Lack of information: 35% of the interviewees were not informed about their VioGén risk score and therefore did not know what level of risk the system assigned to them.

Timing of the VioGén questionnaire: Many women who suffer gender-based violence arrive at the police station to file a report right after a violent incident, which means that it is usual to find them in a state of shock. Our interviewees mentioned that it was difficult for them to remember everything that happened, organize their thoughts and provide detailed answers to VioGén’s questions.

Lack of legal support: Women who suffer gender-based violence have the right to request a lawyer to file their complaint, but few are aware of this right.

Lack of psychological support: Not having help and psychological support before and during this process aggravates the emotional burden that this situation entails.

Likewise, VioGén assigns a lower level of risk to those women who do not have children, although it does not increase the risk of those who do. In addition to this, there is a lack of representation of certain social groups such as, for example, migrant women.

15 of 31 women interviewed have negatively evaluated their experience with the system. One of the main concerns about the VioGén algorithm is that approximately 45% of cases are rated as “unappreciated” risk. This lack of appreciation of risk leads us to think that there are factors that are not yet being taken into account. Victims and lawyers agree that VioGén underestimates psychological violence and newer forms of non-physical violence.

Regarding the quantitative analysis of the system that we have been able to carry out with public data, we must highlight that between 2003 and 2021 there were 71 killed women who had previously filed a report without obtaining police protection (false negatives). On the other hand, another 55 murdered women received a protection order that turned out to be insufficient.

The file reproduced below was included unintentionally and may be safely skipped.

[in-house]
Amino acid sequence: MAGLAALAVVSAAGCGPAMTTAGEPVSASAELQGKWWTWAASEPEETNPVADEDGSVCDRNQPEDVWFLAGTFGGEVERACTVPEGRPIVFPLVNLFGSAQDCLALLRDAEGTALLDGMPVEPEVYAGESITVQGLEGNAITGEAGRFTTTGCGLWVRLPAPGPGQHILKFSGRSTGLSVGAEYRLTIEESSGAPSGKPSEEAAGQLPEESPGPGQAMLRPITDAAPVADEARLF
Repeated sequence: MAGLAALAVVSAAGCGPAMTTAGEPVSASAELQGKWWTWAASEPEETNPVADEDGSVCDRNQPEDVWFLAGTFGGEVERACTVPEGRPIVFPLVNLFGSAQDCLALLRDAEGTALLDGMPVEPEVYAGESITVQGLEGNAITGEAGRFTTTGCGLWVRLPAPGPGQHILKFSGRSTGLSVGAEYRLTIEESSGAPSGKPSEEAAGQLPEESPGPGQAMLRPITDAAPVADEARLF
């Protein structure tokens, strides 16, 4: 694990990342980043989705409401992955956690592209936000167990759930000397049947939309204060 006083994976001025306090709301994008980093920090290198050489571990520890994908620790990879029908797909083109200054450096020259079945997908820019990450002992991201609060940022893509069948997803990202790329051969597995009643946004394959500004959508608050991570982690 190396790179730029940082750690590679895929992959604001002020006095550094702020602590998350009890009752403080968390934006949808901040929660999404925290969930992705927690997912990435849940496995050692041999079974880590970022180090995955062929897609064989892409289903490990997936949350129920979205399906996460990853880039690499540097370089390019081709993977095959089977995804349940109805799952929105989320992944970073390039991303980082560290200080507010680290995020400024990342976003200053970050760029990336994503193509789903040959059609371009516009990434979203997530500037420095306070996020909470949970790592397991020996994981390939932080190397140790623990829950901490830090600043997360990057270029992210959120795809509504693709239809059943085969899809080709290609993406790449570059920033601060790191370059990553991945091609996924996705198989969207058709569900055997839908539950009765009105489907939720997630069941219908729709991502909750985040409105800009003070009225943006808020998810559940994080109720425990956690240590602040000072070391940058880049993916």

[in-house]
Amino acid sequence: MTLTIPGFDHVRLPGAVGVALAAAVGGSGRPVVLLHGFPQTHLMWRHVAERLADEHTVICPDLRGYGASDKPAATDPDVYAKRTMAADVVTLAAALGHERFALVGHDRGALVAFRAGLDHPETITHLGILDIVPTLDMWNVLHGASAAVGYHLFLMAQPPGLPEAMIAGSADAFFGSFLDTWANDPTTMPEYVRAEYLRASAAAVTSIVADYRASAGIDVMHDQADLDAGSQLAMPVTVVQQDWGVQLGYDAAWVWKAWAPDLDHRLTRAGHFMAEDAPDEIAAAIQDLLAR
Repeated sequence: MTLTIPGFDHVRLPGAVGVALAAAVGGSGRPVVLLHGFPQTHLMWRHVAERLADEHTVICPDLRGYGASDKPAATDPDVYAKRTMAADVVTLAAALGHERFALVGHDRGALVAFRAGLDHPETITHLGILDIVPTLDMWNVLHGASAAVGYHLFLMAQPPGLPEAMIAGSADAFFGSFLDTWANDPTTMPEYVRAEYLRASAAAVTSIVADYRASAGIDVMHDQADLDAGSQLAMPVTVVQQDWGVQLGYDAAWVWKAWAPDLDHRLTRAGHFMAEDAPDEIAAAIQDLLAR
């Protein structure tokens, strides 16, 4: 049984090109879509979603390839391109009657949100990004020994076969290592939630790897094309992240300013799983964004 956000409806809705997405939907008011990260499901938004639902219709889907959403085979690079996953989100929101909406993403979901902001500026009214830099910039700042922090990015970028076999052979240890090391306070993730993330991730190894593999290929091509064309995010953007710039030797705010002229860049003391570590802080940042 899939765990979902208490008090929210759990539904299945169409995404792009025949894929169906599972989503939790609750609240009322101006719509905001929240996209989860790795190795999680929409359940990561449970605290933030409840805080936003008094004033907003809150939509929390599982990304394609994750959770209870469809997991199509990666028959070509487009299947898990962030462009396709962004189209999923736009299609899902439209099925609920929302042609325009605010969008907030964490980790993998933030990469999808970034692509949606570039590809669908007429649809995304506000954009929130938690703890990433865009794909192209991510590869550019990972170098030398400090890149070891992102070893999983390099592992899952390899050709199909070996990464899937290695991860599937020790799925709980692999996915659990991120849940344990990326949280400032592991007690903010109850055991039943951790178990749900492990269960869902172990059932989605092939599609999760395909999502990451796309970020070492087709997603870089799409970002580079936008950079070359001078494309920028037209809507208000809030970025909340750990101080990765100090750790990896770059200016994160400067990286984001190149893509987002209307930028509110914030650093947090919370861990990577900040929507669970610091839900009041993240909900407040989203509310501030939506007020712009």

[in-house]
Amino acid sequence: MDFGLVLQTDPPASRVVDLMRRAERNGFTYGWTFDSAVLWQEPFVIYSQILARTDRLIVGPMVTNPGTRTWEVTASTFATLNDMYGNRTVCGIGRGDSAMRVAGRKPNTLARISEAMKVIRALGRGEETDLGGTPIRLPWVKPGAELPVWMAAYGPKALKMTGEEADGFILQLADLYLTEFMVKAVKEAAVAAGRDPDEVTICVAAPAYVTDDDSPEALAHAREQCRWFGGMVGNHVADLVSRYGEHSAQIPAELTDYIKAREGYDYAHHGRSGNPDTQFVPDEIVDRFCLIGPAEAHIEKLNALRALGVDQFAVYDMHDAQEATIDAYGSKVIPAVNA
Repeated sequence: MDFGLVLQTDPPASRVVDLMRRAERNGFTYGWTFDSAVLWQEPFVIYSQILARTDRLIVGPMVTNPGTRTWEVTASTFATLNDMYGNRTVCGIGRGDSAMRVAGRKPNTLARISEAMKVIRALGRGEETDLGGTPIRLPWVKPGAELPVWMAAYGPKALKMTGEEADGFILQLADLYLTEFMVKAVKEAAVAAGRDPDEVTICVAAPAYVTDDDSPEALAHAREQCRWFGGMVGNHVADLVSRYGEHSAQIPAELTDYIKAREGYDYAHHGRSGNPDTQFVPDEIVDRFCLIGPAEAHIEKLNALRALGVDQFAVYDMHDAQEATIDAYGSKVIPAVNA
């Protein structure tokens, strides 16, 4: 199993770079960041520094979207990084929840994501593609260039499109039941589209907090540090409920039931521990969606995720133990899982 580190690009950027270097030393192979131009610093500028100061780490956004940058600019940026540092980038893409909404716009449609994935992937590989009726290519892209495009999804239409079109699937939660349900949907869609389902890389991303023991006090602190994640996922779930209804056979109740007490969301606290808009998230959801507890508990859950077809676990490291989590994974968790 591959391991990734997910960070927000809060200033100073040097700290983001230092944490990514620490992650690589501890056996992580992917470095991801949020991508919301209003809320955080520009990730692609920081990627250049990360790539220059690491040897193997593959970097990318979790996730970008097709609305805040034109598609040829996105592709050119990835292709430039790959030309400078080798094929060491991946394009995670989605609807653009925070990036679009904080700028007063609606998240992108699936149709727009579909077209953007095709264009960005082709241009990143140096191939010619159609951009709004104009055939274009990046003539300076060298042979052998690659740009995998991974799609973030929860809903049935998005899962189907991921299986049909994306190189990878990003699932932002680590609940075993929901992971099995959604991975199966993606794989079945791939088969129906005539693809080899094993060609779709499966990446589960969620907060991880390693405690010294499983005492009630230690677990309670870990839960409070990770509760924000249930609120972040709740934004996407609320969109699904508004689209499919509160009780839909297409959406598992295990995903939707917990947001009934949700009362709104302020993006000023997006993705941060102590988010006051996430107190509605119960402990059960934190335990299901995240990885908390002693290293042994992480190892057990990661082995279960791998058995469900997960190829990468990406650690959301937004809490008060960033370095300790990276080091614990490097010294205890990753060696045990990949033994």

Our recommendations

After carrying out this External Audit and basing ourselves on everything described, our recommendations include the elimination of access barriers at the individual, group and institutional level, the increase in the number of agents specialized in gender violence, the provision of legal and psychological support to victims and the justification, through a complementary police report, of the assigned risk score.

In addition, feedback from victims is vitally important. The evaluation of the performance of the system should not be limited to its technical analysis, it should also take into account the experiences and perceptions of the interested parties that go through the system or work with it.

Since VioGén relies on a considerably large database to make its predictions, it is crucial to check the actual configuration with advanced data analysis techniques, in order to validate the risk factors and identifiers used by the system to assess risk. Furthermore, these evaluations should be made available to the general public to foster transparency and confidence in the system.

After 7 months analyzing and studying VioGén, we think it is necessary to have a public debate on the benefits and risks of incorporating machine learning techniques in VioGén in which all interested parties participate, as well as external experts.